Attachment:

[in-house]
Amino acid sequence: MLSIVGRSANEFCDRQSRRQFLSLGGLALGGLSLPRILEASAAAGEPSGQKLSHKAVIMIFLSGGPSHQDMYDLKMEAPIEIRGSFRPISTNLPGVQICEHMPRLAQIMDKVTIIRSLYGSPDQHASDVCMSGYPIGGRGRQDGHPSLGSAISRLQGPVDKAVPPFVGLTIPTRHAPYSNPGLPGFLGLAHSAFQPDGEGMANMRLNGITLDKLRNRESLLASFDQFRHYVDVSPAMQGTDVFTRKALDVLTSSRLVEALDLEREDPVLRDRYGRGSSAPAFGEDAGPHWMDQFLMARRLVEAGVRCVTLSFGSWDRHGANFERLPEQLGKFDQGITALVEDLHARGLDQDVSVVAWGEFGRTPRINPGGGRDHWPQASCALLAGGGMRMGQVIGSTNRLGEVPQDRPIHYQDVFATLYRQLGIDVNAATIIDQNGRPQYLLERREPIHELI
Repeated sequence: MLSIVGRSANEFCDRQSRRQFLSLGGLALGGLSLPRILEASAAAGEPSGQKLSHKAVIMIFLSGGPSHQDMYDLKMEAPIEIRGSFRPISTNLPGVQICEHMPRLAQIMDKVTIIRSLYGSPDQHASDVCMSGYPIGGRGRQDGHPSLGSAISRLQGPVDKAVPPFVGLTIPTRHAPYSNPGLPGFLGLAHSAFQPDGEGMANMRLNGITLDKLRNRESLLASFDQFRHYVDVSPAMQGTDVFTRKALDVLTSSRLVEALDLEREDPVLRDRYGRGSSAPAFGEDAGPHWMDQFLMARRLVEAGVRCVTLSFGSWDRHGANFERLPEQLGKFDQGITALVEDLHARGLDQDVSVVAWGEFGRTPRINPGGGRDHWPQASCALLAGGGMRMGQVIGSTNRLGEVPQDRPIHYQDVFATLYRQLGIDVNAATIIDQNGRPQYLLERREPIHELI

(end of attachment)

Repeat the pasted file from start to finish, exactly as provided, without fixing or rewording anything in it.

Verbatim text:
[in-house]
Amino acid sequence: MLSIVGRSANEFCDRQSRRQFLSLGGLALGGLSLPRILEASAAAGEPSGQKLSHKAVIMIFLSGGPSHQDMYDLKMEAPIEIRGSFRPISTNLPGVQICEHMPRLAQIMDKVTIIRSLYGSPDQHASDVCMSGYPIGGRGRQDGHPSLGSAISRLQGPVDKAVPPFVGLTIPTRHAPYSNPGLPGFLGLAHSAFQPDGEGMANMRLNGITLDKLRNRESLLASFDQFRHYVDVSPAMQGTDVFTRKALDVLTSSRLVEALDLEREDPVLRDRYGRGSSAPAFGEDAGPHWMDQFLMARRLVEAGVRCVTLSFGSWDRHGANFERLPEQLGKFDQGITALVEDLHARGLDQDVSVVAWGEFGRTPRINPGGGRDHWPQASCALLAGGGMRMGQVIGSTNRLGEVPQDRPIHYQDVFATLYRQLGIDVNAATIIDQNGRPQYLLERREPIHELI
Repeated sequence: MLSIVGRSANEFCDRQSRRQFLSLGGLALGGLSLPRILEASAAAGEPSGQKLSHKAVIMIFLSGGPSHQDMYDLKMEAPIEIRGSFRPISTNLPGVQICEHMPRLAQIMDKVTIIRSLYGSPDQHASDVCMSGYPIGGRGRQDGHPSLGSAISRLQGPVDKAVPPFVGLTIPTRHAPYSNPGLPGFLGLAHSAFQPDGEGMANMRLNGITLDKLRNRESLLASFDQFRHYVDVSPAMQGTDVFTRKALDVLTSSRLVEALDLEREDPVLRDRYGRGSSAPAFGEDAGPHWMDQFLMARRLVEAGVRCVTLSFGSWDRHGANFERLPEQLGKFDQGITALVEDLHARGLDQDVSVVAWGEFGRTPRINPGGGRDHWPQASCALLAGGGMRMGQVIGSTNRLGEVPQDRPIHYQDVFATLYRQLGIDVNAATIIDQNGRPQYLLERREPIHELI